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HIGHLIGHTS ARCHIVE
UAS Integration into the NAS Awards Cooperative Agreement to Honeywell International
October 12, 2017

Photograph of the SIERRA-B UAS
NASA Ames Research Center’s SIERRA-B Unmanned Aircraft System

On October 2, 2017, the Unmanned Aircraft System (UAS) Integration into the National Airspace System (UAS) Detect and Avoid (DAA) Sub-Project awarded a cooperative agreement (CA) to Honeywell International. The purpose of the CA is to demonstrate and support the further development of a prototype airborne low cost, size, weight, and power (C-SWaP) surveillance system that can detect and track non-cooperative aircraft for use within a UAS DAA system. The prototype hardware to be developed will provide a basis for validating and verifying proposed RTCA Special Committee 228 performance requirements for low C-SWaP surveillance systems. The objective of this CA is to provide specific potential public benefits, including improved safety of UAS integration into the NAS through improved sensor technologies, and testing of those technologies in highly relevant simulation and operational testing environments, and by breaking down the barriers for less-equipped UAS to access the NAS. Two key flight tests (Flight Tests 5 and 6) will be executed within the CA period of performance to support the core objective of developing the surveillance system. In Flight Test 5, Honeywell’s low C-SWaP airborne non-cooperative surveillance sensor will be integrated on NASA Ames Research Center’s SIERRA-B UAS towards the end of FY2018. Scripted air-to-air encounters against single and multiple manned intruders will be investigated, to support the development of sensor performance requirements and interoperability with existing DAA alerting and guidance requirements. (POC: Confesor Santiago)



Visual-Vestibular Active Psychophysics Experiment at the Vertical Motion Simulator
October 12, 2017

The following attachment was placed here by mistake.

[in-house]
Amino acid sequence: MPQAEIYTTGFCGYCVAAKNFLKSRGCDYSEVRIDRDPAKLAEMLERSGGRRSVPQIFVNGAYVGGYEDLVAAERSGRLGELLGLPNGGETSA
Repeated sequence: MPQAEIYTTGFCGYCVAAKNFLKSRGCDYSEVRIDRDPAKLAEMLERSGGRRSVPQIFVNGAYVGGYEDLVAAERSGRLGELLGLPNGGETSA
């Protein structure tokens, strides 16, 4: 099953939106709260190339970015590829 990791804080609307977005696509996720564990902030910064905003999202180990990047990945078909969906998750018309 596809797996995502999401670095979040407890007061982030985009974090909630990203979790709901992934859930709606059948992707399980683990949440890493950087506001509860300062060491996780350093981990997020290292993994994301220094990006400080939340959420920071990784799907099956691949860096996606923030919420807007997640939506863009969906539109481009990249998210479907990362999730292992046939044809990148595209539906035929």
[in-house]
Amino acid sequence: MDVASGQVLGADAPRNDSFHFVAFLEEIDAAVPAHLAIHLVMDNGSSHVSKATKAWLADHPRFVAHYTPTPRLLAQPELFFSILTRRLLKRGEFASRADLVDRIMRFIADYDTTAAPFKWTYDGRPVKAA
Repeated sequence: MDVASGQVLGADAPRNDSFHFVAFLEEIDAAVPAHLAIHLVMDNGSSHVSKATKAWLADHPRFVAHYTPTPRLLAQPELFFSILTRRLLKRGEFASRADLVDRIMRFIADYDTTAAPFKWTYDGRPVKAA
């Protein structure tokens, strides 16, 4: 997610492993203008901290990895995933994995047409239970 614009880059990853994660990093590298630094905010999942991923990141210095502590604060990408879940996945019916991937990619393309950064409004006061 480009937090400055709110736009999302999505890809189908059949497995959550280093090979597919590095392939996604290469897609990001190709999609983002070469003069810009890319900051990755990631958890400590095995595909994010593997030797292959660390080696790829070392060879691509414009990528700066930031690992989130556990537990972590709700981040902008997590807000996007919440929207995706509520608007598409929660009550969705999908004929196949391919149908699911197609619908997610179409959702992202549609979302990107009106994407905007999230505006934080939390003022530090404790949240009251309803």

Screenshot of the Primary Flight Display with Stall Recovery Guidance Symbology
Primary Flight Display with Stall Recovery Guidance Symbology

Pilot loss of control is the leading cause of jet casualties worldwide and Congress has mandated that aircrews be trained in stall and upset recovery. Airlines perform this training in motion-based simulators. To provide effective stall and upset recovery training, simulator motion cueing systems must be configured to provide adequate motion cues for this demanding task. The Visual-Vestibular Active Psychophysics (VVAP) experiment, sponsored by NASA's Technologies for Airplane Situational Awareness (TASA) Project, is the fourth in a series of experiments aimed at developing motion cueing requirements for full stall recognition and recovery training. This experiment is being performed at NASA Ames Research Center’s Vertical Motion Simulator (VMS) July 3 - August 1 and September 4 - October 13, 2017. The fourth VVAP experiment will leverage the findings from previous VVAP and the Stall Recovery Guidance (SRG) experiments utilizing a pilot modeling approach. The approach allows for the modeling of how pilots perceive and integrate different cues in a simulator (e.g., visual and motion) to make a manual control action. By systematically comparing the model parameters estimated using manual control data from pilots performing stall recoveries under different motion conditions, it can be determined how pilots adapt to different simulator motion settings in different stages of a stall scenario. The pilots will perform a high-altitude stall recovery task using head down display symbology (see figure) and guidance algorithms developed from the SRG experiment that include no motion, full VMS motion, and two reduced motion configurations. Sixteen general aviation pilots will participate in the experiment. (POC: Scott Reardon, Peter Zaal)